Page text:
Ordinary Time?

July 09, 2013

Grace and peace to you from the Holy One and the Holy Three: God our Creator, Christ Jesus our Savior, and the Holy Spirit our Advocate.

We recently completed a wonderful annual conference session where we were “unleashed” to become bold Spirit-leaders. It was a joy to preside over the 159th session of the Minnesota Annual Conference, and my first session as your bishop.

And, now we are in Ordinary Time! (In Minnesota, I understand this is better known as “lake time.”)

Ordinary Time is the common name given to the long months between Pentecost Sunday and the beginning of a new year at Advent. It is called Ordinary Time because, during this period, we turn to the business of applying Jesus’ teachings to our day-to-day work and witness. This is the season in which we apply the incarnational disciplines that express our deep-seated intention to devote our ordinary lives to Christ. This is the season in which we seek to become and be the kingdom of God.

This time is anything but ordinary because with Pentecost, the Church went global. The Holy Spirit compelled the followers of Jesus to be his bold “witnesses in Jerusalem, in all of Judea and Samaria, and to the ends of the earth” (Acts 1:8). A global, Spirit-led movement evangelizing every nation and ethnic group is anything but ordinary.

This time is anything but ordinary because with Pentecost, the Church went extravagant. There was the extravagance of people gathered together from the whole world. There was the auditory extravagance of the sound of the mighty wind. There was the visual extravagance of tongues on fire alighting on every person. There was the extravagance of everyone hearing the gospel in his or her own language. There was the extravagance of everyone being filled with the Holy Spirit—as if they were drunk. There was the extravagance of 3,000 people being baptized and joining the church. An extravagant, grace-filled movement is anything but ordinary.

This time is anything but ordinary because with Pentecost, the Church went transformational. The people who heard the good news repented and received the Holy Spirit and were transformed – they became new creatures and went forth to transform the world. Some time ago, I heard Dr. Tex Sample say that what the United Methodist Church needs in order to recover the transformational power and impact of our movement’s earlier days is “the grace-focused content of our Wesleyan theology delivered in pentecostal form.” He was not encouraging us to become anti-intellectual in our theology, but to become Spirit-infused, expressive, and transformational in our proclamation and witness. A movement that is changing hearts and transforming the world is anything but ordinary.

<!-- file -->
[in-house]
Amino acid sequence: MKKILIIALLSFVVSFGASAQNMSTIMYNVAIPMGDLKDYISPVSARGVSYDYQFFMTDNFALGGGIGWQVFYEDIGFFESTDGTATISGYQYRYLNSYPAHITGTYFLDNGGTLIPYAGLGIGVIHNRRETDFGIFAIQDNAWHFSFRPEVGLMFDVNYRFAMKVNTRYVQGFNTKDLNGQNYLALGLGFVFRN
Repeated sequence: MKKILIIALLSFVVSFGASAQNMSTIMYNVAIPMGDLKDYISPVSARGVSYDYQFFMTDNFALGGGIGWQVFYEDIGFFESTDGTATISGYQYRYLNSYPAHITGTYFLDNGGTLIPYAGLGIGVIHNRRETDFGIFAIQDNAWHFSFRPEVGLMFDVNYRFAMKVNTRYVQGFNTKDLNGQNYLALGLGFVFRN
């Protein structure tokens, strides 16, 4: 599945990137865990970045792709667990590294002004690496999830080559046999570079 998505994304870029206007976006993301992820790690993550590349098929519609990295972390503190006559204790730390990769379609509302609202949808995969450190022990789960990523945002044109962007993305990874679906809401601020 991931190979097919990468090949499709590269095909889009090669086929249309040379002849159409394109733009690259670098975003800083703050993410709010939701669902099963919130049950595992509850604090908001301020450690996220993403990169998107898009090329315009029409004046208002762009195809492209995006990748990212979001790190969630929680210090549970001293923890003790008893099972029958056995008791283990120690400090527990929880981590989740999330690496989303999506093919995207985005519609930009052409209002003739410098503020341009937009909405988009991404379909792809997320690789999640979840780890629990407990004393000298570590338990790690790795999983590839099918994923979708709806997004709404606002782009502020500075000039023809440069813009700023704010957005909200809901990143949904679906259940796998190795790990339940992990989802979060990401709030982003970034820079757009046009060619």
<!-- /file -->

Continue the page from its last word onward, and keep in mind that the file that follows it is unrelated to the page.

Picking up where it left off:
Pentecost turns all Ordinary Time into an extraordinary festival of being unleashed to live in the Spirit.

Our recent annual conference session was a great kick-off for Ordinary Time. There was wave after wave, moment after moment of our being an extraordinary festival of living in the Spirit:

  • The Love Offering collection of $85,340 and Cleaning Bucket Challenge that resulted in 719 full buckets, 136 empty buckets, and $53,633 was anything but ordinary—it was extravagant
  • Our worship of God, from laying down our stones to dancing in the aisles, was anything but ordinary— it was transformational
  • The teaching session on becoming bold Spirit-leaders and the characteristics of missional churches was anything but ordinary—it unleashed us
  • The response to the invitation to join the Unleashing New Life Prayer Movement was anything but ordinary—it was a breakthrough
  • The many expressions and actions to maintain the “unity of the Spirit in the bond of peace” when discussing difficult, divisive issues was anything but ordinary—it was extraordinary grace
  • The launching of three new faith communities and authorizing of a feasibility study for a possible congregational development capital campaign was anything but ordinary—it was a commitment to go global, to go everywhere, to go to everyone.
  • Paying 100 percent of our 2012 General Church apportionments and 81.49 percent (to date) of our Imagine No Malaria pledge is anything but ordinary—it is extravagant, life-changing generosity.

My heart is full of joy and thanksgiving after this annual conference session. I thank God for the “ordinary” congregations in the Minnesota Conference that are becoming extraordinary offerings of God’s love to their neighborhoods, communities, and the world. They are filled with Pentecost energy. They are fulfilling our mission of making disciples of Jesus Christ for the transformation of the world. They are global, extravagant, transformational expressions of the reign of God. Thanks be to God!

Bishop Bruce R. Ough is resident bishop of the Dakotas-Minnesota episcopal area. 

Minnesota Annual Conference of the United Methodist Church

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